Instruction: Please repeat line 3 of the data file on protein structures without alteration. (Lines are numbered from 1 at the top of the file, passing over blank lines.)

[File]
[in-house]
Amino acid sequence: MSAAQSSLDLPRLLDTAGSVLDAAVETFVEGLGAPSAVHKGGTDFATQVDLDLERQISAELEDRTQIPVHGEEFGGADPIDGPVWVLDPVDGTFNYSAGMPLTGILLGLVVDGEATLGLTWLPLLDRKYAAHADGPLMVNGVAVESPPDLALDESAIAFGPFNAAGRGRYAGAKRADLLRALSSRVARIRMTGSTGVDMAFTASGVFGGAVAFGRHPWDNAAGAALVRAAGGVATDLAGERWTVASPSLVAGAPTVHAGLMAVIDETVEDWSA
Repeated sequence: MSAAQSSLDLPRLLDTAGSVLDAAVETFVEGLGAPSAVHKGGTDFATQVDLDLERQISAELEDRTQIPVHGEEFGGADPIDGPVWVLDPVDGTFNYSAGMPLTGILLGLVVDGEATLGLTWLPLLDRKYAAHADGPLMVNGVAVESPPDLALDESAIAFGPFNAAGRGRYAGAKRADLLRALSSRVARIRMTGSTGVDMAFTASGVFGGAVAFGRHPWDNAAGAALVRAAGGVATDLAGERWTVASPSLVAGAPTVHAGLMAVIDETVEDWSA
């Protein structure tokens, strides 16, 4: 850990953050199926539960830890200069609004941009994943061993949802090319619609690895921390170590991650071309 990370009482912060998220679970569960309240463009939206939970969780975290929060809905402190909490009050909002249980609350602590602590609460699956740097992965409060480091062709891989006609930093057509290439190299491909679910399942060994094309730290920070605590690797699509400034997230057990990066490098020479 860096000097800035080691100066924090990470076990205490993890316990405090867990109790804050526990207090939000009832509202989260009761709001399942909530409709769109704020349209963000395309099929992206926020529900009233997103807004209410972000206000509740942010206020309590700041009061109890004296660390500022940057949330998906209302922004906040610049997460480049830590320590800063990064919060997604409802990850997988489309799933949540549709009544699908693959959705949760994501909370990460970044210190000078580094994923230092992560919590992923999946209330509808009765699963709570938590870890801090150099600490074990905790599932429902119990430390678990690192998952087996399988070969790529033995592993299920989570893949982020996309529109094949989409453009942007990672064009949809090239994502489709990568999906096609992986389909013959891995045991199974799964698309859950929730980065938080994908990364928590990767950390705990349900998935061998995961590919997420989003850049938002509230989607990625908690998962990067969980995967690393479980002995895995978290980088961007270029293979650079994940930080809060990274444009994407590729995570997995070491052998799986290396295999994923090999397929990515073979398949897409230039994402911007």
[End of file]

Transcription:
Repeated sequence: MSAAQSSLDLPRLLDTAGSVLDAAVETFVEGLGAPSAVHKGGTDFATQVDLDLERQISAELEDRTQIPVHGEEFGGADPIDGPVWVLDPVDGTFNYSAGMPLTGILLGLVVDGEATLGLTWLPLLDRKYAAHADGPLMVNGVAVESPPDLALDESAIAFGPFNAAGRGRYAGAKRADLLRALSSRVARIRMTGSTGVDMAFTASGVFGGAVAFGRHPWDNAAGAALVRAAGGVATDLAGERWTVASPSLVAGAPTVHAGLMAVIDETVEDWSA